- SIG participants questioned why SAP would want to clarify indirect access, since it such a cash cow and they greyness in license terms allows them to drive their commercial agenda. The standard response from SAP to licensing ambiguity is “Come and talk to us”. Yet SIG members stated that SAP was the last place they would ask for clarity, since that would initiate an audit or sales enquiry. “[SAP] That would be the last place we go for licensing information” “[I’m] very paranoid about approaching them” This is akin to trying to find a competitive quote for new tires for your car, but having to go back to your old tire supplier to work out how to get the wheel nuts off. It is a RESTRICTIVE and UNCOMPETITIVE. In the case of Diageo, they were trying to explore an alternative system using Salesforce.com, which free competitive markets should allow them to do.
- The general consensus from SIG participants was that, whilst Diageo was not a landmark legal case, it would give SAP enough ammunition to give their customers the heebie-jeebies. “SAP will be after everyone” stated one SIG member.
- Customers are using SAP beyond what could be imagined when the contracts were created (Mobile, Internet, Virtualization, Ecommerce etc.) and SAP’s archaic contracts and manipulative approach to licensing is LIMITING INNOVATION.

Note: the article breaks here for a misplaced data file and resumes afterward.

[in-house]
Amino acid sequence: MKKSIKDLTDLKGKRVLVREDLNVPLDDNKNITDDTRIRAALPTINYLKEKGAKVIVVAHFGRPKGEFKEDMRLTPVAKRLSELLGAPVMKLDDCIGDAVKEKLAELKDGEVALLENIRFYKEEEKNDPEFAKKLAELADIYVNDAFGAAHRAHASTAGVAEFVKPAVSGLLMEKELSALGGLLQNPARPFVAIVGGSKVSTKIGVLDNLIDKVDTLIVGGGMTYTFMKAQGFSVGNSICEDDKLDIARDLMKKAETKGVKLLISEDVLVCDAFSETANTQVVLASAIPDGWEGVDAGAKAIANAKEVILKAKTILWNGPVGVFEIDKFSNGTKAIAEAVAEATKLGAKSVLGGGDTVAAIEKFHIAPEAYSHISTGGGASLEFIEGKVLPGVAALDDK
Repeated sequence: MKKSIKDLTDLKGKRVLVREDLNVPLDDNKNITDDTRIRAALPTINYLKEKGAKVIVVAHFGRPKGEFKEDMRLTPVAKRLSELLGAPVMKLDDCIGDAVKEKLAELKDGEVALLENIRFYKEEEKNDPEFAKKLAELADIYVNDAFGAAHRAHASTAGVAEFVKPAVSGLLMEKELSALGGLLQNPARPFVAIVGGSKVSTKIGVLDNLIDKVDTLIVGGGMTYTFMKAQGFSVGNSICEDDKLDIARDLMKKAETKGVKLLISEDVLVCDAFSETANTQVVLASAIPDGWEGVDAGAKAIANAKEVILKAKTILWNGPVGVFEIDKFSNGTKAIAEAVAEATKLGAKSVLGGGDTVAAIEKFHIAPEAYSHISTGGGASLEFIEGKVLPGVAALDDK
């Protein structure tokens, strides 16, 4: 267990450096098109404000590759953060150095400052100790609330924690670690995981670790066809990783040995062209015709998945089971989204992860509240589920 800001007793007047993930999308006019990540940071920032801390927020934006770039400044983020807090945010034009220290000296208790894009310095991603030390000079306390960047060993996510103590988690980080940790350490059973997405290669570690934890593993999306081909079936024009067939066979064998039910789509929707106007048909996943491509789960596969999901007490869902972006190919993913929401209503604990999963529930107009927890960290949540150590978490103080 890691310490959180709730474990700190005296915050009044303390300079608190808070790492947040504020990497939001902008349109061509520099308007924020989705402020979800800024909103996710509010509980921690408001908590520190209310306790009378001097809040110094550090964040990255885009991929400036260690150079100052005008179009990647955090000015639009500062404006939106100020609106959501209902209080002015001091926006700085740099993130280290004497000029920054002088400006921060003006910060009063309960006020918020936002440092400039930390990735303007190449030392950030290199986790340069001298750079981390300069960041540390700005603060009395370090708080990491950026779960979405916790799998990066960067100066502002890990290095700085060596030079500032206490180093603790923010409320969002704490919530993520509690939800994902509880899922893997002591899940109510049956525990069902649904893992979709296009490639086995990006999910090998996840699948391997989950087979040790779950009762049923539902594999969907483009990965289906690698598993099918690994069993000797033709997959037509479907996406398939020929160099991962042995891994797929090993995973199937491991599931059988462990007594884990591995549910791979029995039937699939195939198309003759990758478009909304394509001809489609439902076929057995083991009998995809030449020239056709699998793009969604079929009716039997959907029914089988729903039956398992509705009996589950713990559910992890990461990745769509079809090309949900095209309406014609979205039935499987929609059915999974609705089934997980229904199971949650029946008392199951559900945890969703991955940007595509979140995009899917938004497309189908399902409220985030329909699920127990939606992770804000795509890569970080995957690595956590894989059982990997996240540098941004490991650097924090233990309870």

- It was noted that whilst many SAM tools claim to offer SAP License Management solutions, consultants with hands-on expertise are like hens teeth.
New purchase with SAP? ask them to define indirect access specific to your environment or negotiate it out entirely @clearlicensing
— Martin Thompson (@itammartin) February 22, 2017
SAP User Groups Also Unhappy
Prior to the conference calls I was approached by Rob van der Marck of VNSG, the Dutch SAP user group. Rob is project manager of a work stream to specifically investigate Indirect Access and SAP audits. Rob, quoted in Computer Weekly, says, “For the user groups, indirect usage has been an issue we want to discuss with SAP”. My experience with other user groups and the Campaign for Clear Licensing (CCL) suggests that user groups are either too closely personally invested in the vendor they support or don’t want to bite the hand that feeds. The outcome and deadline for Rob’s project is also not known. I hope that the user group can convince SAP to pull their finger out.
In a nutshell – what do SAP customers want? CLARITY.
- A follow up Special Interest Group call will follow in the next few weeks. Two SIG participants have agreed to share their Indirect access setup for the anonymous critique of other participants, another SIG member has agreed to share their approach to managing audit requests internally from SAP and others.
- In addition, The ITAM Review will be launching a free public wiki soon to allow our licensing guides to remain current (See SAP Licensing Quick Guide)
- The Campaign for Clear Licensing (CCL) has written to the Competition and Markets Authority – stating that SAP’s practices are UNCOMPETITIVE and RESTRICTIVE. In light of the recent Diageo ruling, they also represent a significant financial risk to UK businesses.
Any questions – please shout. Thanks, Martin